After getting the hint about this trip being installed on the thin line between probability and fate, I thought it would be best to decide on the fourth and concluding musical I would watch at the TKTS booth in Leicester square. I had limited options because there are only a handful of matinees on a Thursday.
I was greeted at the booth by the same enthusiastic guy who sold me the ticket to the wonderful “Kinky Boots”. I told him how talented I thought he was for seating me next to the couple who sat next to me on my flight to London, for Kinky Boots. I told him he should work his charms once again in finding the best bargain for a matinee show. He didn’t let me down, as he told me he had a ticket for the 8th row in Phantom of the Opera for 35 pounds. It was now obvious to me, after watching Wicked from so far away – that getting a close ticket can make the entire difference between enjoying a show and wanting to leave during intermission.
After getting the ticket I met with my friend Ronen, who just moved to London to give it a shot in the advanced-film-editing industry. We met up at the Trafalgar square Costa-Waterstones where we both had their lovely portioned coffee; served in a soup bowl, very COSTA-fective. We sat there for a good three hours getting some stuff done on the laptop, looking busy and feeling important. He then walked me over to HMS’s Theater, where we took that magnificent selfie (above), and on the way witnessed a tourist catching a pidgin in and stuffing it in a shopping bag. Now there’s an original souvenir.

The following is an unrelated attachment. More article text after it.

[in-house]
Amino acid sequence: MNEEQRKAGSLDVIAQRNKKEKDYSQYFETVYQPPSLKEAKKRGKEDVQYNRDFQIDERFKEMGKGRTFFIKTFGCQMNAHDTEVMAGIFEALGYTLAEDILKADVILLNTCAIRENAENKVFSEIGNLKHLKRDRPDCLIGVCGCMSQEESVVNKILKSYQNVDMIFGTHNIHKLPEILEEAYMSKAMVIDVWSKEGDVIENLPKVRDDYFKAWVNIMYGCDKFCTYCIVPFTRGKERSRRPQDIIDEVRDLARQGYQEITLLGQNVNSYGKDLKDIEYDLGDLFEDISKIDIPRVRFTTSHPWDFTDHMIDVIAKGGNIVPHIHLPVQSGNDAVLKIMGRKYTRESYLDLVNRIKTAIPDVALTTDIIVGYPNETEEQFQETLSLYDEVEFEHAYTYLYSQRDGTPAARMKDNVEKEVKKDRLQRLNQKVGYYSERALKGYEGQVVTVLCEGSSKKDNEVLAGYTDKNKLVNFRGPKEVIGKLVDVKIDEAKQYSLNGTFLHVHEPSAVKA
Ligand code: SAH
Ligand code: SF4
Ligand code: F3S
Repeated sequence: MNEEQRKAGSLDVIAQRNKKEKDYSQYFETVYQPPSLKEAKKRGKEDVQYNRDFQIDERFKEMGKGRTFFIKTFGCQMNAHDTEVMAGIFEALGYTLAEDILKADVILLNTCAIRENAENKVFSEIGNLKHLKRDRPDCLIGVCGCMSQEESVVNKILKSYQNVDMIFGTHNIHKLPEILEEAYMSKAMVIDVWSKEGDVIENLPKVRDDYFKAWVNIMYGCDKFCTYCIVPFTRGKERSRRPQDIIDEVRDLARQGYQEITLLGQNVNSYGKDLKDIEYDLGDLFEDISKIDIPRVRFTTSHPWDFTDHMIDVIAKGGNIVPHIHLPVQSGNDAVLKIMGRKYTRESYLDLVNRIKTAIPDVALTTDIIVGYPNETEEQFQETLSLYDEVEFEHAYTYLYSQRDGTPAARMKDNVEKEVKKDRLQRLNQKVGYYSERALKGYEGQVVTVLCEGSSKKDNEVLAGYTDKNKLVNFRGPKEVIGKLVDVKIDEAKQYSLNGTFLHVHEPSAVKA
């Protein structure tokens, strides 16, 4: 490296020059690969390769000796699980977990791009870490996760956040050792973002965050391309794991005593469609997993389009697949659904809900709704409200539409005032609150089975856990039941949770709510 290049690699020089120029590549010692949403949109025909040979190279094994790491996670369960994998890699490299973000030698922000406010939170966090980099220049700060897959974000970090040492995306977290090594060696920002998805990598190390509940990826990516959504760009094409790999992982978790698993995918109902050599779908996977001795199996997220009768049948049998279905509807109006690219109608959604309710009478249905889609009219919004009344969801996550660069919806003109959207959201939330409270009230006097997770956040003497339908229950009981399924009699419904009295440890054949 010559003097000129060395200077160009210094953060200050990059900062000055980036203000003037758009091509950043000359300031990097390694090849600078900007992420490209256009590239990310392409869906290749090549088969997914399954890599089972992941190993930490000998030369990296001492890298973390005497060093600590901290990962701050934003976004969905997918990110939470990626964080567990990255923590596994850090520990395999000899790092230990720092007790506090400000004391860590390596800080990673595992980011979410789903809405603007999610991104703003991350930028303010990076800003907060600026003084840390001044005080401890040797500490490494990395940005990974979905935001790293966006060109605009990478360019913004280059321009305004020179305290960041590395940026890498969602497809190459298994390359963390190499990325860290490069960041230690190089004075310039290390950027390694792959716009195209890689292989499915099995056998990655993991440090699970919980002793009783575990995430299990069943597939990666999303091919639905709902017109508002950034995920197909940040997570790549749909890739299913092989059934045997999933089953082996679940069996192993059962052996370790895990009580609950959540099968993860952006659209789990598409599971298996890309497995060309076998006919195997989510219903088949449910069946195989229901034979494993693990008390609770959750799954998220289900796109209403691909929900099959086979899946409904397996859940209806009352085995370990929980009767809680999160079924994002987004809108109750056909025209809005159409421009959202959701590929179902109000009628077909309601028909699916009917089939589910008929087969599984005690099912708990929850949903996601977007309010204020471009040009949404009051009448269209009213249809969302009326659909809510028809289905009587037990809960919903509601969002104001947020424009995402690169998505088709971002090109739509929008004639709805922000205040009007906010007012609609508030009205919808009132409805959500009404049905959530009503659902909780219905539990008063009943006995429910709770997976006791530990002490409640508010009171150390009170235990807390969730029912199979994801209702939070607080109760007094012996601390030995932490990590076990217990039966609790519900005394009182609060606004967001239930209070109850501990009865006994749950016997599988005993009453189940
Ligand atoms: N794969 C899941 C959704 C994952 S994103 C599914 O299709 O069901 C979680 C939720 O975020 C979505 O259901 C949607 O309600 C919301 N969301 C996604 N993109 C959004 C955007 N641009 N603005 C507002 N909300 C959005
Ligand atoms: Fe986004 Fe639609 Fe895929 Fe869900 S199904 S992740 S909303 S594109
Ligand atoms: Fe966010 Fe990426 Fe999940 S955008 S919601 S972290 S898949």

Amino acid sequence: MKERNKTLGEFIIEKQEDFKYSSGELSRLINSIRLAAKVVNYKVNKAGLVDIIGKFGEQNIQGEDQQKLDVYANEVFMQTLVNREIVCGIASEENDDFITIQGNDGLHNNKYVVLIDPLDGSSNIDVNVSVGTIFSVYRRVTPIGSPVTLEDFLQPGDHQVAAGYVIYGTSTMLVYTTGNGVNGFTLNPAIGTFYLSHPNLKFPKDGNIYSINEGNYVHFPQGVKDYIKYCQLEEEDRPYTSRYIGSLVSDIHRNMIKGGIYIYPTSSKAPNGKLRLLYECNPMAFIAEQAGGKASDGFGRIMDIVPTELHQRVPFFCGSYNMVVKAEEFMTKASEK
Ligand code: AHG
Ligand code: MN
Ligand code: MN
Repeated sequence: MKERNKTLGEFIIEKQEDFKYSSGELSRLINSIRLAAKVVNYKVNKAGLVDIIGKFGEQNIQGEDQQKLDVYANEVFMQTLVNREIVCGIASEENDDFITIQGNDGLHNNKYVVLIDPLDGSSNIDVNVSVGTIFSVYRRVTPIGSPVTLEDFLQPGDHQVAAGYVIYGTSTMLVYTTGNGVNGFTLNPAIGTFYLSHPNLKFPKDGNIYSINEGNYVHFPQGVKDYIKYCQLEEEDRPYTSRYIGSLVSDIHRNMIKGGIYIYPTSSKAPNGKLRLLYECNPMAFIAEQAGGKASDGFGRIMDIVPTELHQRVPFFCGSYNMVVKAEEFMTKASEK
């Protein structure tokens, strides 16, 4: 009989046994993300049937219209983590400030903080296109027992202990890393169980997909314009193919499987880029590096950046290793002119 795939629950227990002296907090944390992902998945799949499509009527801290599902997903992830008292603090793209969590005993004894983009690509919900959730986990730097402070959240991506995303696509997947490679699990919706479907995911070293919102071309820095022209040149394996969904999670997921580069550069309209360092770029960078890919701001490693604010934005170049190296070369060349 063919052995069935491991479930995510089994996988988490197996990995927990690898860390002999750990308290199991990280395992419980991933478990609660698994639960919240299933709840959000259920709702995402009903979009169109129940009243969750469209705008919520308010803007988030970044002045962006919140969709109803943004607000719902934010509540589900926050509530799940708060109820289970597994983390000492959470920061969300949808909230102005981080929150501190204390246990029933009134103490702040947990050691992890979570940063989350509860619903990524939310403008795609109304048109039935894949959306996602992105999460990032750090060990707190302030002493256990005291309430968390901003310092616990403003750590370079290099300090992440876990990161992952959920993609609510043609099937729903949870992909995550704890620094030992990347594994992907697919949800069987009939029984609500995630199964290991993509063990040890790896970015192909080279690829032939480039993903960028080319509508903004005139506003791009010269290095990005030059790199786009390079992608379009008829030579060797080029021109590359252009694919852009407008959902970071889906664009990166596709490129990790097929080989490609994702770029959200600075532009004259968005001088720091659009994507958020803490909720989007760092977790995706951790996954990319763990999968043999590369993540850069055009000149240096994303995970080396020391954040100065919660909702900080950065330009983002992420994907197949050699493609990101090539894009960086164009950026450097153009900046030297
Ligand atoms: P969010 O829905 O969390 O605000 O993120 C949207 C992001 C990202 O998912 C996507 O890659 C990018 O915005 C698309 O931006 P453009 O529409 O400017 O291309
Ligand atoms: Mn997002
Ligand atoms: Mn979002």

The theater’s interior was grotesquely designed, I later learned – adequately. The general feeling of this musical is somewhere between Gothic and over the top Schmaltz. It’s a classic, and there’s only one way to revive a classic – be very loyal and go all the way with the original look and spirit of the time. As this production did just this, sitting in the 8th row for the opening scene with the chandelier rising to the ceiling of the theater, to the sound of the church organ, did the job – I was covered with goosebumps.
As the show progressed and more and more all-time-classics were being performed affront my eyes, I sank into the schmaltz in grateful submission. The cast did a brilliant job vocally and theatrically. The set was mind blowing, designed to make jaws drop, as was happening all around me, rightfully. In my humble opinion, one of the most important thing that a musical does for its spectators is give them magic. Even though the story is old, over done, over the top and schmaltz, “Phantom of the Opera” is a the magic at its purest form.
Looking back at these almost three days and four musicals I’ve just experienced, I am happy I got to land this field trip classically, remembering my Bubby who loved listening to the soundtrack and probably enjoyed watching the show back in the days. It’s great to have a show that can make you feel nostalgic by recreating the “back in the day” essence, and enabling me to watch a show with my beloved late Bubby.